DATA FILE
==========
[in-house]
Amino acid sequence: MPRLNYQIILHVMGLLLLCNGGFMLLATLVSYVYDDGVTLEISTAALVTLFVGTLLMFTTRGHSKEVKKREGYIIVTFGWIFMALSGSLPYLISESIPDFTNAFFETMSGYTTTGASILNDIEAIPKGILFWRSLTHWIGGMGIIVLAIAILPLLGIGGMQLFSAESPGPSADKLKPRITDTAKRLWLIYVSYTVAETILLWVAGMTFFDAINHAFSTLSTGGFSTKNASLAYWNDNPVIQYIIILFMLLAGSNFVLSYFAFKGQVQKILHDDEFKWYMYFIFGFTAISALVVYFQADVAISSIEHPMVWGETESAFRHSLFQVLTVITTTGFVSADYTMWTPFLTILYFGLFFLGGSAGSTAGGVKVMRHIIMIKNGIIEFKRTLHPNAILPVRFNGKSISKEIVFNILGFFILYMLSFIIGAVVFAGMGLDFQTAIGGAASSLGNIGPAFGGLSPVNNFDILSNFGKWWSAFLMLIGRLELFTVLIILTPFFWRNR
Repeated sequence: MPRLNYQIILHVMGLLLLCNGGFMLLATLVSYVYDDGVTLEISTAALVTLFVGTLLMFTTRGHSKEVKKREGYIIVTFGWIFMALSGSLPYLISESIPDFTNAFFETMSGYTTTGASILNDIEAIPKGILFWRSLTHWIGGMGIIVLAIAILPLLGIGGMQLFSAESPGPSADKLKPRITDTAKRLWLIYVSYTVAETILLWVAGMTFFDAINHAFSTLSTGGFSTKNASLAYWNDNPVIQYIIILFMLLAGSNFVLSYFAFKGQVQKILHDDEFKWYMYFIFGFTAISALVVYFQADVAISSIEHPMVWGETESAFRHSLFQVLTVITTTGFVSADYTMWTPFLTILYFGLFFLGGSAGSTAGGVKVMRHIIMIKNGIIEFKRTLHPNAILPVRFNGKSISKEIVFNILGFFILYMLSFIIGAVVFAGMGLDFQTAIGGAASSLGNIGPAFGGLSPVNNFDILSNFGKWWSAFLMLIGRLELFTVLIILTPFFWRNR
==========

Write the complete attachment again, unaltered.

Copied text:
[in-house]
Amino acid sequence: MPRLNYQIILHVMGLLLLCNGGFMLLATLVSYVYDDGVTLEISTAALVTLFVGTLLMFTTRGHSKEVKKREGYIIVTFGWIFMALSGSLPYLISESIPDFTNAFFETMSGYTTTGASILNDIEAIPKGILFWRSLTHWIGGMGIIVLAIAILPLLGIGGMQLFSAESPGPSADKLKPRITDTAKRLWLIYVSYTVAETILLWVAGMTFFDAINHAFSTLSTGGFSTKNASLAYWNDNPVIQYIIILFMLLAGSNFVLSYFAFKGQVQKILHDDEFKWYMYFIFGFTAISALVVYFQADVAISSIEHPMVWGETESAFRHSLFQVLTVITTTGFVSADYTMWTPFLTILYFGLFFLGGSAGSTAGGVKVMRHIIMIKNGIIEFKRTLHPNAILPVRFNGKSISKEIVFNILGFFILYMLSFIIGAVVFAGMGLDFQTAIGGAASSLGNIGPAFGGLSPVNNFDILSNFGKWWSAFLMLIGRLELFTVLIILTPFFWRNR
Repeated sequence: MPRLNYQIILHVMGLLLLCNGGFMLLATLVSYVYDDGVTLEISTAALVTLFVGTLLMFTTRGHSKEVKKREGYIIVTFGWIFMALSGSLPYLISESIPDFTNAFFETMSGYTTTGASILNDIEAIPKGILFWRSLTHWIGGMGIIVLAIAILPLLGIGGMQLFSAESPGPSADKLKPRITDTAKRLWLIYVSYTVAETILLWVAGMTFFDAINHAFSTLSTGGFSTKNASLAYWNDNPVIQYIIILFMLLAGSNFVLSYFAFKGQVQKILHDDEFKWYMYFIFGFTAISALVVYFQADVAISSIEHPMVWGETESAFRHSLFQVLTVITTTGFVSADYTMWTPFLTILYFGLFFLGGSAGSTAGGVKVMRHIIMIKNGIIEFKRTLHPNAILPVRFNGKSISKEIVFNILGFFILYMLSFIIGAVVFAGMGLDFQTAIGGAASSLGNIGPAFGGLSPVNNFDILSNFGKWWSAFLMLIGRLELFTVLIILTPFFWRNR